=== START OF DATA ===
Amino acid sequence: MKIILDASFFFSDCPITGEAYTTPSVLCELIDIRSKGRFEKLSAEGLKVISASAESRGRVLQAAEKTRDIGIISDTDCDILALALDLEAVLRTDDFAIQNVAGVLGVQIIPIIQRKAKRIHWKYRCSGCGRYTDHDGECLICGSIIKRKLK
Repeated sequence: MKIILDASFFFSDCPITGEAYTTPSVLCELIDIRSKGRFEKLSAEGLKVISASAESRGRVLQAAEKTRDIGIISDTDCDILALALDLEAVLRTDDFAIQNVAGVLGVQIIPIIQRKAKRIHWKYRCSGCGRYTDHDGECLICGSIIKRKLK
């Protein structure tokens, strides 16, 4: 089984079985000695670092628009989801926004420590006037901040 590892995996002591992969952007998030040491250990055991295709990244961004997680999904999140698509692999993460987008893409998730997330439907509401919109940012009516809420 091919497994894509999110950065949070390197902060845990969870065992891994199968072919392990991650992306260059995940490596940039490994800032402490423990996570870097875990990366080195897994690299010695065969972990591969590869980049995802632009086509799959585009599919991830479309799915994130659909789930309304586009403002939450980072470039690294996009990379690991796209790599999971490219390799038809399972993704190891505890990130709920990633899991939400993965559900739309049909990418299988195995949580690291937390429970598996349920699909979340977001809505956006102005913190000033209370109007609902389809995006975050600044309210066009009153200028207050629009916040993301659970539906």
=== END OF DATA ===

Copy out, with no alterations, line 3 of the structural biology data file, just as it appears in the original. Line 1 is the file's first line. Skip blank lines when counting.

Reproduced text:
């Protein structure tokens, strides 16, 4: 089984079985000695670092628009989801926004420590006037901040 590892995996002591992969952007998030040491250990055991295709990244961004997680999904999140698509692999993460987008893409998730997330439907509401919109940012009516809420 091919497994894509999110950065949070390197902060845990969870065992891994199968072919392990991650992306260059995940490596940039490994800032402490423990996570870097875990990366080195897994690299010695065969972990591969590869980049995802632009086509799959585009599919991830479309799915994130659909789930309304586009403002939450980072470039690294996009990379690991796209790599999971490219390799038809399972993704190891505890990130709920990633899991939400993965559900739309049909990418299988195995949580690291937390429970598996349920699909979340977001809505956006102005913190000033209370109007609902389809995006975050600044309210066009009153200028207050629009916040993301659970539906």